*Putting New Fabric on Old Chairs*
My wife and I love shopping at second hands stores. We often find items that are serviceable but need a little sprucing up. We recently found a couple of chairs that my wife liked but wanted the fabric on the seats changed to something more to her liking. Over the years I've re-upholstered several of these types of chairs and, in my opinion, you can get good results without a lot of hassle.
The first step is to remove the seat from the chair legs. Most are attached with a few screws from the underside. Before removing the seat, it is a good idea to mark the wooden seat front and mark the front part of the fabric as well. After you pull the seat off, flip the seat so the bottom is facing up and remove the staples that hold the fabric to the wooden bottom. Try not to tear up the fabric, because you are going to use it as your pattern for the new fabric. If you do end up with some tears, don't worry about them. You just need a general pattern. I use a flat head screw driver and pliers to work the staples out. Be careful with the screw driver; you don't want to stab yourself. If a staple breaks off, pull out the stub with pliers or hammer it in - depending on how proud the stub stands. When pulling the staples at the corners, it is a good idea to take notes or pictures of how the fabric is folded so you can do a similar fold with the new fabric.
Once you have the fabric off, you will see the cushion material. It might be foam or cotton batting or (on really old chairs) even horse hair or a combination of materials. If you find horse hair padding, I would recommend re-using it because it is very durable and has a reputation for repelling fleas and bed bugs. Depending on the condition of your padding, you might want to replace it or add to it. The chairs I used had good foam padding that wasn't worn out, so I opted to re-use the padding.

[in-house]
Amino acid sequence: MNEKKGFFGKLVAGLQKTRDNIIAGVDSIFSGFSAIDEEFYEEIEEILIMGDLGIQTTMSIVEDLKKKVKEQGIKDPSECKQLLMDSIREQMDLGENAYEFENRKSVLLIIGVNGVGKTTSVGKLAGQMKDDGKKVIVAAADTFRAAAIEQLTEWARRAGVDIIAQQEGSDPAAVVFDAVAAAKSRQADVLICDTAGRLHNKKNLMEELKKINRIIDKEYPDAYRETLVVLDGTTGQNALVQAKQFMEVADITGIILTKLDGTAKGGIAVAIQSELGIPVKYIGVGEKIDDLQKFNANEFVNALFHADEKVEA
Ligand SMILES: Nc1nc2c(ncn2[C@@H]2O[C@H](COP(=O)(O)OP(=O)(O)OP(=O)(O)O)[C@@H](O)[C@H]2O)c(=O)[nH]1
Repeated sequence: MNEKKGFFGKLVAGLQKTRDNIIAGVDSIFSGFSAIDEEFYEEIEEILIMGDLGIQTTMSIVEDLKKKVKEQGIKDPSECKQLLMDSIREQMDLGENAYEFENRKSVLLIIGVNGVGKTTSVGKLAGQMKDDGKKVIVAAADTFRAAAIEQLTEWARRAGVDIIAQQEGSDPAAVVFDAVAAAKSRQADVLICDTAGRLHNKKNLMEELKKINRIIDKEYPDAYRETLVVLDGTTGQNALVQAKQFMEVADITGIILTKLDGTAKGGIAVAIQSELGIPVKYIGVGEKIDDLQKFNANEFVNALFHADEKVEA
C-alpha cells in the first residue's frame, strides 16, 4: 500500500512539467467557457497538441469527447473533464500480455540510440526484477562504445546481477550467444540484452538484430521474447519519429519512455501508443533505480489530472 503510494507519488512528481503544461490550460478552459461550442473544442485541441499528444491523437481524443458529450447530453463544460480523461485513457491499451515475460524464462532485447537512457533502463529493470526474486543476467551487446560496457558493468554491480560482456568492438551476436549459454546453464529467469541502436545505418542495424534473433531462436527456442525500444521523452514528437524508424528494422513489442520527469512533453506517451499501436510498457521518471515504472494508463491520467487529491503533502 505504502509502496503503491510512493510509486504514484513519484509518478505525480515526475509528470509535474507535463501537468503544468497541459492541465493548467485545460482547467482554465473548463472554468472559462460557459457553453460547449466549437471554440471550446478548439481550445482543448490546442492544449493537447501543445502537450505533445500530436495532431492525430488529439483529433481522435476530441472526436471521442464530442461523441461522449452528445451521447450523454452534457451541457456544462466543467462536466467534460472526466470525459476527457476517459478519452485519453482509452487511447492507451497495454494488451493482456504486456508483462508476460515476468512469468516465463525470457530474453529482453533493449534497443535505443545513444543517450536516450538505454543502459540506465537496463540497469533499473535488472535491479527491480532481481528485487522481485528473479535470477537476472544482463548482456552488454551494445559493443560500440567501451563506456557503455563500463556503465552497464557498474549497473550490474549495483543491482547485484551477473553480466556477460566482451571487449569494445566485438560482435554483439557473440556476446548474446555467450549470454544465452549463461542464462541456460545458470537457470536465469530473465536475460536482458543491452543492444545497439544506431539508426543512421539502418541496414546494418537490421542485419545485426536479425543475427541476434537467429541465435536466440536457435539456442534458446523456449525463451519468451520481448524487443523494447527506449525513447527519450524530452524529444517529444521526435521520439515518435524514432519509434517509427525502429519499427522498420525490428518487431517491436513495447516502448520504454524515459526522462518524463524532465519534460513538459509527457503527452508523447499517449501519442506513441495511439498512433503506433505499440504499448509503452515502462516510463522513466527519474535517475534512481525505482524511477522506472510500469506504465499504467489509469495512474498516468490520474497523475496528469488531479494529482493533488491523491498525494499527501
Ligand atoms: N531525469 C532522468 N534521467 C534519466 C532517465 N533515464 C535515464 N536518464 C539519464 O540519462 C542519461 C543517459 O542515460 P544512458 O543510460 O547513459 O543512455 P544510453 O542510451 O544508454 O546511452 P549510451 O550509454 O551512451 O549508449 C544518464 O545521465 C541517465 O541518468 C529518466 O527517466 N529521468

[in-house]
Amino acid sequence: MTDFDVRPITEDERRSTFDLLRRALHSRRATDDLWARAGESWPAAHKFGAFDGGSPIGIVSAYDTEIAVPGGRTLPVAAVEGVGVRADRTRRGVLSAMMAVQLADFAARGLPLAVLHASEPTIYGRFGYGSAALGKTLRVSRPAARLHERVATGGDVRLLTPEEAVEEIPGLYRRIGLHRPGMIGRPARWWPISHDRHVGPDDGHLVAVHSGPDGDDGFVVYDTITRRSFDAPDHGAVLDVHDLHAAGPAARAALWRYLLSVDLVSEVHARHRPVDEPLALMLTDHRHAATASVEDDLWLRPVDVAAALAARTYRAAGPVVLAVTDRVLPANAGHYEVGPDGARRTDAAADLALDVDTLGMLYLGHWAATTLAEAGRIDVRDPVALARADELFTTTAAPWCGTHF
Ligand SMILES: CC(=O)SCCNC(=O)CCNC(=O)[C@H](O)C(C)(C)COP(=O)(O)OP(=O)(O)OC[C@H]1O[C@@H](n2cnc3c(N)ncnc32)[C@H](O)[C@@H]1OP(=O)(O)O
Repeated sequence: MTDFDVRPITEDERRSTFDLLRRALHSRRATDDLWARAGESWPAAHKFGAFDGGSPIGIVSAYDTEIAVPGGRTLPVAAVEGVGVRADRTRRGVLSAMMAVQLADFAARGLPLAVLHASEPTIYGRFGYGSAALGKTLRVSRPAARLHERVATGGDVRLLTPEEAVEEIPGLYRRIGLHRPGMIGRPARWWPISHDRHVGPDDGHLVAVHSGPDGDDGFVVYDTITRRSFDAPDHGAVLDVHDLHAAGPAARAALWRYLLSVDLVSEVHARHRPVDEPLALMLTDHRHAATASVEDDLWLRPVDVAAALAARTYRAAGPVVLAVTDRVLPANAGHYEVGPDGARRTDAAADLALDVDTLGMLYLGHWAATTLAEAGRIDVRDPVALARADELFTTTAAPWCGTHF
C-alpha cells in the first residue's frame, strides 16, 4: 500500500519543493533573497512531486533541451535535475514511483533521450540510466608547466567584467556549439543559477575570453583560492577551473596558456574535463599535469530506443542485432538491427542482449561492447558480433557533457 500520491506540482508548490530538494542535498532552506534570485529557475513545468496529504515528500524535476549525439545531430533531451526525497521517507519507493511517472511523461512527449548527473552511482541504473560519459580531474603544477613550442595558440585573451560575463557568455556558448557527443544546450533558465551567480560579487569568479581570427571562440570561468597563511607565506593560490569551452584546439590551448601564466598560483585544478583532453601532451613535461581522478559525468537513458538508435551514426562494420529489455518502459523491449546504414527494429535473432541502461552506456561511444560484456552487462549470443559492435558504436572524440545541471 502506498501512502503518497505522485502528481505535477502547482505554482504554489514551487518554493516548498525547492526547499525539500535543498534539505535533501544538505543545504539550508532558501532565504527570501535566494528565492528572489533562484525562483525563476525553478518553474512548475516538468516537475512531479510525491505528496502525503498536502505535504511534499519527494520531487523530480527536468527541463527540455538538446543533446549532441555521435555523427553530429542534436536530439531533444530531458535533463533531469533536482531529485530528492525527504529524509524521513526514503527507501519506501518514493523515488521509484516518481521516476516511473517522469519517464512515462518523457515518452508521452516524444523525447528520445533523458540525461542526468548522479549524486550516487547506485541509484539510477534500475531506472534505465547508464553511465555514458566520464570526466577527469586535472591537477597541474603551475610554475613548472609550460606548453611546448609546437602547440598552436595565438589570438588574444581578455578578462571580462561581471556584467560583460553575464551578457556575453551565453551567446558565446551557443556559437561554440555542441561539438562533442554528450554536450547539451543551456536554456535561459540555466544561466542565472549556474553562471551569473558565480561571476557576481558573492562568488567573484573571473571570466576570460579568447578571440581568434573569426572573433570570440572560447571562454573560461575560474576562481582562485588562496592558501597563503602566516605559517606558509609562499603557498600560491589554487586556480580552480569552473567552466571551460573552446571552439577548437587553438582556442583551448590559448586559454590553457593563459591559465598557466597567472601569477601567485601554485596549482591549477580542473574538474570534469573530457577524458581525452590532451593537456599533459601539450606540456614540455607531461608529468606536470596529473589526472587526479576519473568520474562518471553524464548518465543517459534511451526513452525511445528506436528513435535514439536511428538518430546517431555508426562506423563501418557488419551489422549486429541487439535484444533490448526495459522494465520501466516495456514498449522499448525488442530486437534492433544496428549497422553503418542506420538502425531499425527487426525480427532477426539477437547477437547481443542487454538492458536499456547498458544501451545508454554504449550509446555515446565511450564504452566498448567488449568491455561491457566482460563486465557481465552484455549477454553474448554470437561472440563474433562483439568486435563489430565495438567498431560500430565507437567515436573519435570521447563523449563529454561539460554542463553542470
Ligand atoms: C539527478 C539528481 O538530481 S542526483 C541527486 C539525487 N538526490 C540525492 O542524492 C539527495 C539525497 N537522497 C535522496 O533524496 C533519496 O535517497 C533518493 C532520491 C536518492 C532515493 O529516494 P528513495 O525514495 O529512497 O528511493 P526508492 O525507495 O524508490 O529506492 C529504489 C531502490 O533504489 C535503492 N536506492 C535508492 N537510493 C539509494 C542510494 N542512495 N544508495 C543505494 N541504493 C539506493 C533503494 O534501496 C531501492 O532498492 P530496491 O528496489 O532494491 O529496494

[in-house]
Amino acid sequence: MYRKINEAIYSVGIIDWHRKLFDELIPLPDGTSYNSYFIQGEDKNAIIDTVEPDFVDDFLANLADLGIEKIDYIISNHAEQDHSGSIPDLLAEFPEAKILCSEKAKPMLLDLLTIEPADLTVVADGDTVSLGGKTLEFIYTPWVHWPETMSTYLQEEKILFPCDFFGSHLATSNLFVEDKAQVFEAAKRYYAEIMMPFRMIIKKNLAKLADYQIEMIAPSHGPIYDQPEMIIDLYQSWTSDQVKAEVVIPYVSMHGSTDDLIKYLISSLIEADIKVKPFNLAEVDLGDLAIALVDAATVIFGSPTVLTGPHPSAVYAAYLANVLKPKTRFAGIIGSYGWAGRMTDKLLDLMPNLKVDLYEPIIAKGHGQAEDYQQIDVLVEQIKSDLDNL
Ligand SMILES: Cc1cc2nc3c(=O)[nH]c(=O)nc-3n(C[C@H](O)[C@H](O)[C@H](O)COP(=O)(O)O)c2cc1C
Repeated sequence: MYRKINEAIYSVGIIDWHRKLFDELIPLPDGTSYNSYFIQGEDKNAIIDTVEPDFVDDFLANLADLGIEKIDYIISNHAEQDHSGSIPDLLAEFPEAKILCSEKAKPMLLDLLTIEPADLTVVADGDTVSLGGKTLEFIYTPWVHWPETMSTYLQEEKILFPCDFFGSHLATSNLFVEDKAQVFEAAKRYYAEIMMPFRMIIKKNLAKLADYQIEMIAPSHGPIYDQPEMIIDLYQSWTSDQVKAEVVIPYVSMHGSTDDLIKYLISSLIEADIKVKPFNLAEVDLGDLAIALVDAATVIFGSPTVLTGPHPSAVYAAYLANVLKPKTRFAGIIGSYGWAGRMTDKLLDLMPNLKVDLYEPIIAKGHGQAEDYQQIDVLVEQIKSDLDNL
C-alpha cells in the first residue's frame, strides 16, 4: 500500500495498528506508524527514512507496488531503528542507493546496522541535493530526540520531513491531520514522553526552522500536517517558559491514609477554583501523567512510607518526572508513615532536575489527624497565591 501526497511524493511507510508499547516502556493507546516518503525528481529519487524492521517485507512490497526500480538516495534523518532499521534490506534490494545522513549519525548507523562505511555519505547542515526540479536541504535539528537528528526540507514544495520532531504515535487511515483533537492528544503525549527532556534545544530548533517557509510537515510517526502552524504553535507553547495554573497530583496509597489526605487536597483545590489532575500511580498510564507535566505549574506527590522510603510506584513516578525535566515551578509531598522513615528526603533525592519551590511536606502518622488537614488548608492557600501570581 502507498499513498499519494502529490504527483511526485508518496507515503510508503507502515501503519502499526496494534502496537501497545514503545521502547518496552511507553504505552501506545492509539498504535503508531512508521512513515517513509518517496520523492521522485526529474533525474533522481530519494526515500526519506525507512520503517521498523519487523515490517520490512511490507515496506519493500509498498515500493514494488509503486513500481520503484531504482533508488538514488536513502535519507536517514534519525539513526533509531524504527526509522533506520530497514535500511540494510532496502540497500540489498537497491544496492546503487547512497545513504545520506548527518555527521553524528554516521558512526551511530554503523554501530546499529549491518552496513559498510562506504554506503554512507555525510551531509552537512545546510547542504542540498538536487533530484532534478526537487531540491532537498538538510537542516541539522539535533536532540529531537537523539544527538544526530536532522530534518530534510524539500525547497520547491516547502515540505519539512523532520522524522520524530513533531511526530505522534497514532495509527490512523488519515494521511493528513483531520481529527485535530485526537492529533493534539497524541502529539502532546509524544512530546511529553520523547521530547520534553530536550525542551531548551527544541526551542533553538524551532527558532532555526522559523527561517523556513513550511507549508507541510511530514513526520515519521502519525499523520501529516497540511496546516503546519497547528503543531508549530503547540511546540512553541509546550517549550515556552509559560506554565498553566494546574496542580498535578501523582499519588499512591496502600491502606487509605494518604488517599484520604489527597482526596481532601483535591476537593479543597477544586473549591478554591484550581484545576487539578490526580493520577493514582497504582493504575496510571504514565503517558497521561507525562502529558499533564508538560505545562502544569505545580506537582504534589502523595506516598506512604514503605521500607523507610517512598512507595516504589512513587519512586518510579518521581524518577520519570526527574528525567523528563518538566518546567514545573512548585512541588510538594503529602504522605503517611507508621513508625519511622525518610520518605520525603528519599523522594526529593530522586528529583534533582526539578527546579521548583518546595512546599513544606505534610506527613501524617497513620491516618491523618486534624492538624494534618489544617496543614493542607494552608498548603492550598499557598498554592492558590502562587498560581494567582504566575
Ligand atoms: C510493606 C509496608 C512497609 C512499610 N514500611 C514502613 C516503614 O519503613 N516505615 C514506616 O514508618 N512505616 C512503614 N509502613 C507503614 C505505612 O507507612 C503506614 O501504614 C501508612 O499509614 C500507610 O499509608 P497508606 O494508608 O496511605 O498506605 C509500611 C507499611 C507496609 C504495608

You can find upholstery fabric and padding at some fabric stores, upholstery supply shops or on-line.
Now with the fabric off you can cut your new fabric. Hint: if your new fabric is a patterned fabric, orient the old fabric (using the marked front side) so that the new pattern on the fabric sits the way you want. I skipped this step and it shows on the chairs. Instead of the pattern running side to side as it should, it runs front to back. Oh well. You will want to cut your fabric a little large; so, instead of tracing the edge, cut about an inch or so extra all the way around. This gives you a "fudge factor". I didn't cut extra fabric on 2 sides which would have allowed me to turn the fabric so the pattern ran in the correct direction.
With the fabric cut, place it face down on your work surface. Then place the cushion material and wooden seat bottom on top of the fabric - face down as well. If your fabric has a pattern, make sure you have that pattern lined up correctly. Test-fold the fabric by holding it in place with your hands and make sure that you have enough fabric on all sides. If you do not, adjust accordingly so that you have about the same amount of fabric all the way around. Now, pick a side to start with. I usually start with the right side; then I do the left side. First, fold the edge of the fabric over the seat bottom. Next, begin stapling that side about 1 ½-2 inches from the edge of the wooden seat - spacing staples every couple of inches along that side. Once done with the first side, work the opposite side. Be sure to pull the fabric tight, but not too tight. You don't want the fabric to pull down on the cushion too much, or it won't look quite right. Then staple the fabric down just like you did with the first side. When that is finished, I do the front side. This is where noting how the corners were folded comes in handy. I put a couple of staples in the middle and then work out to both corners - adjusting the fabric as needed so that it looks right. When I get to the corners, I fold the corners as best I can, stapling as I fold, and then trimming off the excess cloth from the corners. Following that, I do the same for the back; though not always as carefully, because the back of the chair will hide some flaws. Then I flip the seat over and check to see how it looks. If it looks good, I trim off the excess fabric on the bottom along all sides about ¾ inches from the staples.
I do one seat at a time so I don't mix up the seats and chairs. This makes it easier to re-attach the seats, since the screw holes in the chair line up with the old screw holes in the seat bottom.
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